Driven by growth in urban and suburban corridors across the commonwealth, September proved to be the strongest month of the year, in terms of year-over-year home-sales activity, according to new data from the Virginia Realtors’ trade group.

A total of 10,070 properties went to closing for the month, an increase of 11 percent from the 9,073 reported a year before, while median sales prices continued to climb across much of the Old Dominion.

As a result, the total dollar volume of all transactions was up more than a half-billion dollars.

“While signals of a possible recession continue to loom at the national level, the economy in Virginia is growing, which bodes well for the housing market,” said Virginia Realtors’ chief economist, Lisa Sturtevant. “The job base is expanding and the unemployment rate is lower than the national level. Interest rates are historically low, and may continue to drop in coming months.”

Sales activity posted increases in all sectors of the commonwealth except Southside, where sales were down 7 percent, and were up by double digits in the three largest market areas:

• Home sales in Northern Virginia totaled 3,465, up 12 percent from a year before.

• Sales in Hampton Roads were up 13 percent to 2,380.

• Sales in Central Virginia, which includes Richmond, were up 15 percent to 2,235.

(Before getting too carried away with the September 2019 report, it is worth noting that the previous September seems to have been an uncharacteristically slow month for sales during an otherwise healthy autumn of 2018. The 2019 figure for September is virtually at parity with 2016 and just slightly higher than 2017.)

The median sales price of all homes that went to closing during the month was $292,745, an increase of 6 percent from a year before, for and the highest hike in more than five years.

While the median sales price in Northern Virginia ($432,000) was up a modest 2 percent, the year-over-year increase was up by larger amounts in every reporting corridor except the area tucked between the Shenandoah Valley and Southwest Virginia; it posted a slight decline.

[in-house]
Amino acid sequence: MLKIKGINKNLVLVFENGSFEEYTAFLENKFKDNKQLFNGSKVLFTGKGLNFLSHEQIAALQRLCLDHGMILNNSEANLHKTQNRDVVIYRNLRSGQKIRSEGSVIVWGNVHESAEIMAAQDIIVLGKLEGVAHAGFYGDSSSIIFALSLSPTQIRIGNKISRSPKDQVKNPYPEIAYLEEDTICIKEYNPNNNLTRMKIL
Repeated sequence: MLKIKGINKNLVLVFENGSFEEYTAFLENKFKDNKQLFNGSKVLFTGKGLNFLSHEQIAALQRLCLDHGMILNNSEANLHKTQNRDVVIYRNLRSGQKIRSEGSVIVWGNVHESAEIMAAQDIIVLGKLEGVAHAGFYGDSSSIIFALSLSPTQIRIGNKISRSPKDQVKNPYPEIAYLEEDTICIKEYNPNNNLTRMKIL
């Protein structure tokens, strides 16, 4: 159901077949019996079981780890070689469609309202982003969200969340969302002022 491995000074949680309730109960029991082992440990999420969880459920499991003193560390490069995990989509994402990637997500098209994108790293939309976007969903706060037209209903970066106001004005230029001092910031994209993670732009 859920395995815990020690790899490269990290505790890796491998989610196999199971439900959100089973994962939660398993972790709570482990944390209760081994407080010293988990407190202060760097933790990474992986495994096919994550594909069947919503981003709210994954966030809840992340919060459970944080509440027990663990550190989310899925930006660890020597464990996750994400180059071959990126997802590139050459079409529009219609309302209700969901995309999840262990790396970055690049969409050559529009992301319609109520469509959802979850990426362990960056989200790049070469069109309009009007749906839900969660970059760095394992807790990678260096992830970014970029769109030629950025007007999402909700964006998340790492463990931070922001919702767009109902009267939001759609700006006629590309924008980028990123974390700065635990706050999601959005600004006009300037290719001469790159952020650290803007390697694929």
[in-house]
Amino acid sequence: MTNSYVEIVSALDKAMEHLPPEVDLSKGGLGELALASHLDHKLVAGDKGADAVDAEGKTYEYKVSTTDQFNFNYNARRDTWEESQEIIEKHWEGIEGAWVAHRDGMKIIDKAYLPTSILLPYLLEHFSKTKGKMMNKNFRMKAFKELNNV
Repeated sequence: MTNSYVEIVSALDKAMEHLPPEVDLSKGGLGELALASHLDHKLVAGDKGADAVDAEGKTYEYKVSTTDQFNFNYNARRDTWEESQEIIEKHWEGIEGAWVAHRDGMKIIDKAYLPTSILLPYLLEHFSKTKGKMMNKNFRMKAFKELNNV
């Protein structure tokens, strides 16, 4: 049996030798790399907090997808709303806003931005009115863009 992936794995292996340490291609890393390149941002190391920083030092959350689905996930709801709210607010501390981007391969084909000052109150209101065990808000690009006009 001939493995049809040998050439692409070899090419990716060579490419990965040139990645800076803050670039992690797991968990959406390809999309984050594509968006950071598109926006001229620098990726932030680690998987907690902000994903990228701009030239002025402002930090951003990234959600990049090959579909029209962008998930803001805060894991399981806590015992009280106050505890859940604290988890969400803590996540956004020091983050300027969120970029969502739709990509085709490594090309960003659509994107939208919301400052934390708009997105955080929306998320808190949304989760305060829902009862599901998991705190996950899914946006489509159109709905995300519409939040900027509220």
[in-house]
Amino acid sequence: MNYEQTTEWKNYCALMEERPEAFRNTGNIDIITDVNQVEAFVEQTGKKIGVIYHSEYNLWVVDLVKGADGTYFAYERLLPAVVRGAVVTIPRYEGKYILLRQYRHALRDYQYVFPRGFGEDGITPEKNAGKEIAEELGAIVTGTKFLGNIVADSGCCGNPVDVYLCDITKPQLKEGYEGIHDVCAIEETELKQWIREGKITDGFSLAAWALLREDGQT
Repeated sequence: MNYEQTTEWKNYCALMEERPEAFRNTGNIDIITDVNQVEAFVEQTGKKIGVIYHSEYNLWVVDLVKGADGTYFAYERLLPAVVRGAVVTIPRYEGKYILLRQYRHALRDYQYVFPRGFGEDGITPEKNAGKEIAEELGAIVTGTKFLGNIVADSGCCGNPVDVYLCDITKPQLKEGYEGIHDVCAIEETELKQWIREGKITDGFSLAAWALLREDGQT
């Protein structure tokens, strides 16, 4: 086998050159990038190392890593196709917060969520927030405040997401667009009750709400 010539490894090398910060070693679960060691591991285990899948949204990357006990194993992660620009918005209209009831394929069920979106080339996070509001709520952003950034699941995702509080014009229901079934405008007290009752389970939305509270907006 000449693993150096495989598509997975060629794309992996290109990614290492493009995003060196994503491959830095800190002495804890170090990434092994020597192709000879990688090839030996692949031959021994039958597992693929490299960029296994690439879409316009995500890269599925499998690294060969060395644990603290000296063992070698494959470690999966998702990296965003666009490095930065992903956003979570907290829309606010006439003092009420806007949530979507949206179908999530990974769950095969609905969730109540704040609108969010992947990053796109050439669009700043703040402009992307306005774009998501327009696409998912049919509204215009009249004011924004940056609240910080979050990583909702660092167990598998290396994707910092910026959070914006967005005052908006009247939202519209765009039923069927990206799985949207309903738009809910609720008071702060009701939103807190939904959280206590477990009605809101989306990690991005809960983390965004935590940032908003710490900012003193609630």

Part of the boost in sales price is due to a relatively tight inventory. The 36,882 properties on the market at the end of September represented a decline of 16 percent from a year before.

All told, sales volume for September was $3.55 billion, a 17-percent jump. About half the $524 million increase in dollar volume came from Northern Virginia, with another quarter coming from the Central Virginia region.

“The September sold dollar volume in Virginia is $1 billion higher than five years ago, which reflects the overall growth and expansion that has occurred in many of the state’s regional housing markets over the past several years,” Sturtevant said.

For homes that went to closing in September, the trip from listing to ratified contract was a relatively brisk 48 days, nearly a week faster than the year before and well below the 70-plus days required during the Septembers of 2014 and 2015.

“The low supply of active listings is driving rising prices and lower days on the market,” Sturtevant said.

Figures from September 2019 are preliminary, and are subject to revision. For full data, see the Website at www.virginiarealtors.org.